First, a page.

It’s a well crafted mix of political intrigue and Marvel’s own signature humour putting it right up there with some of the studio’s best work.
The sequel sees the walking talking stars and stripes uncover a threat close to home as all is not what is seems within S.H.I.E.L.D. Chuck in formidable, yet strangely familiar, assassin, The Winter Solider and it makes for a compelling and hugely enjoyable episode.
The film’s strength is simple – its plays to its characters values and builds its story around him.
Compared to the rest of the Avengers, Captain America is just a tad straight-laced.
Not as zany or gadget savvy as Tony Stark and lacking the more fantastical elements of Thor (not to mention the brotherly angst) on paper he can seem a bit plain. But what the character does have is an unbendable sense of justice and integrity.
It’s these qualities that come to the fore, clashing well with contemporary themes of surveillance, pre-emptive military action and drone warfare that run through the story.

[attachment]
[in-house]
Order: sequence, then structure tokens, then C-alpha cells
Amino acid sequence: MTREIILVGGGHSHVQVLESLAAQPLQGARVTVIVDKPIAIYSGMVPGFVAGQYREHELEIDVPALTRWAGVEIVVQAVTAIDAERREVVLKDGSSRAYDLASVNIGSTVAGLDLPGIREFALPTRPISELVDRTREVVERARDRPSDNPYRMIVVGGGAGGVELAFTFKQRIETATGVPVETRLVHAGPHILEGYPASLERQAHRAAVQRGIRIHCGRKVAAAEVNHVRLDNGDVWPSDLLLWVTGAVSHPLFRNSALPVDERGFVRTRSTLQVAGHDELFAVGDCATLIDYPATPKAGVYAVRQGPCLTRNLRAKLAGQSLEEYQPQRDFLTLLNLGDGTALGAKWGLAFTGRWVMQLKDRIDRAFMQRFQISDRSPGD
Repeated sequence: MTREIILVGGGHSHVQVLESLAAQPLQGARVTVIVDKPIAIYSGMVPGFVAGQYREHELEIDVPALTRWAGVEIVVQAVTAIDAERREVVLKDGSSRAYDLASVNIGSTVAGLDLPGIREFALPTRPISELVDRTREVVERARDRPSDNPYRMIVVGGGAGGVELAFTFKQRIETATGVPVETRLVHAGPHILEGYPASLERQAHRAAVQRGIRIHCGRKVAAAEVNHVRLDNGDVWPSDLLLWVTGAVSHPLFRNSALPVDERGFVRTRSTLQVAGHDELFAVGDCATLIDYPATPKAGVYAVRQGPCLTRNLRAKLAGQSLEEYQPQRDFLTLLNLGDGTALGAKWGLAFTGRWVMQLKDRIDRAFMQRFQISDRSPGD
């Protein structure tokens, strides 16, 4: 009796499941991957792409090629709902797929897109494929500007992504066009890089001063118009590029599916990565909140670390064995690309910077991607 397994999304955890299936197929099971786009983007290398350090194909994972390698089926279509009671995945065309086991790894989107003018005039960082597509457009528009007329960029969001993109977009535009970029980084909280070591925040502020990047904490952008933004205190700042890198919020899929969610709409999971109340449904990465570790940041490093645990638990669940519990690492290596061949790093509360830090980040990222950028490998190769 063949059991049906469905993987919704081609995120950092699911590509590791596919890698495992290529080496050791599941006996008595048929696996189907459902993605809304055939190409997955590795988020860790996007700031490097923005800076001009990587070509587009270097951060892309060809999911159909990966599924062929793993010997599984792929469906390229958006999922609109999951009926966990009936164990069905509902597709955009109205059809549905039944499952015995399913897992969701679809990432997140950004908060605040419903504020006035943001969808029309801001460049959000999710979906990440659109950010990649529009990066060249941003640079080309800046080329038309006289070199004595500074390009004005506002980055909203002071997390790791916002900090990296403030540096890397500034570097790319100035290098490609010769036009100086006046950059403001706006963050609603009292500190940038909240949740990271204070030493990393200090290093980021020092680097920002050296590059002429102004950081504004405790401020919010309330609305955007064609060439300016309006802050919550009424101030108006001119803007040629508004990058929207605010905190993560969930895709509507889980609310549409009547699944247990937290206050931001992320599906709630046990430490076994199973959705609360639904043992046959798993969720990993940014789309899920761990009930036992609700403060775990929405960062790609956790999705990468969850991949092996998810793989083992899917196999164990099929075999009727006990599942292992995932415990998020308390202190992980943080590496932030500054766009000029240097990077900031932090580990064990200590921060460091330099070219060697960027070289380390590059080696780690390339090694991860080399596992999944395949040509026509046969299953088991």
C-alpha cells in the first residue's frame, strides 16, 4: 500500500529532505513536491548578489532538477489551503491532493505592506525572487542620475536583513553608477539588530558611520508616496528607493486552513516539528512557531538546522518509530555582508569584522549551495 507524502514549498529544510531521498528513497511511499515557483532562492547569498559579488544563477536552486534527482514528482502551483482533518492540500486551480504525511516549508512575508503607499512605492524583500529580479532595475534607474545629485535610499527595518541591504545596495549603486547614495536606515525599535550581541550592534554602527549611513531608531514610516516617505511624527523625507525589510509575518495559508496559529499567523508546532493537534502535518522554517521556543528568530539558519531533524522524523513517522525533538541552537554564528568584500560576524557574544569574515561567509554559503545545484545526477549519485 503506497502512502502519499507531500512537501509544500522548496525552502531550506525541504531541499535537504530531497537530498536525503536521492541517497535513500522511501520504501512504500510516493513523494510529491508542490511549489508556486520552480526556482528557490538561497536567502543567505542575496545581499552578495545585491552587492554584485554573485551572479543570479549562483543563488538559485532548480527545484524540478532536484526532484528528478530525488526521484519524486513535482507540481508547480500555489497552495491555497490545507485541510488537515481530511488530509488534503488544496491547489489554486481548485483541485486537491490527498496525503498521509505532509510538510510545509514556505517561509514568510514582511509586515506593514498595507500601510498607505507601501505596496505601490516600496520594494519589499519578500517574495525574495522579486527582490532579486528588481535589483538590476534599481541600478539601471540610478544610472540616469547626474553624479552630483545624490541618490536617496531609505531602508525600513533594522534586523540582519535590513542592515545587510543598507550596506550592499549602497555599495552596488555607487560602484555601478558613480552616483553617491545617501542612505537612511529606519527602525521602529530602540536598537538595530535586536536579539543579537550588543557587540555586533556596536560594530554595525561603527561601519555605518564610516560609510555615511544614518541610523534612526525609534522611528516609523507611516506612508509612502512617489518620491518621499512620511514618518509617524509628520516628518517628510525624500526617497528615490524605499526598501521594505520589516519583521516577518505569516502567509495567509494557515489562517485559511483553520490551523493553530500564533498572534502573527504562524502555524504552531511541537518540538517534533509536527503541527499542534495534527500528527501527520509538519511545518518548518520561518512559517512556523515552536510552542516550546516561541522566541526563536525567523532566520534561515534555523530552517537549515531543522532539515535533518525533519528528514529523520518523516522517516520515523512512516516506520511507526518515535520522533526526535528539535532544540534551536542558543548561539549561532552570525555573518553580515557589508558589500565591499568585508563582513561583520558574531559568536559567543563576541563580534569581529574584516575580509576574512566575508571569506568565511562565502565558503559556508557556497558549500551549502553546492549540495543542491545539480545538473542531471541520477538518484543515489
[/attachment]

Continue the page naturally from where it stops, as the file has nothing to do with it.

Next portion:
When S.H.E.I.L.D’s new tactics are called into question Cap must pin his colours to the mast. “This isn’t freedom, it’s fear.” He protests to boss Nick Fury (Samuel L Jackson)
Evans does well to ground a hero unsure of himself while trying to stem the tide as the rules of the game he thinks he knows change around him.
Ideas of liberty and patriotism are established and carried through, though that’s not to say it relies solely on analogies and long winded speeches – plenty of blocks do get busted.
Some fantastic set pieces anchor the movie with a Bond-esque finale the standout.
With perhaps their most ambitious chapter coming later this year in Guardians of the Galaxy, Marvel have sent a confident message to the rest of the Blockbuster table, producing an engaging movie which pushes the Superhero genre while retains its popcorn sensibilities.
Review By Tom Parry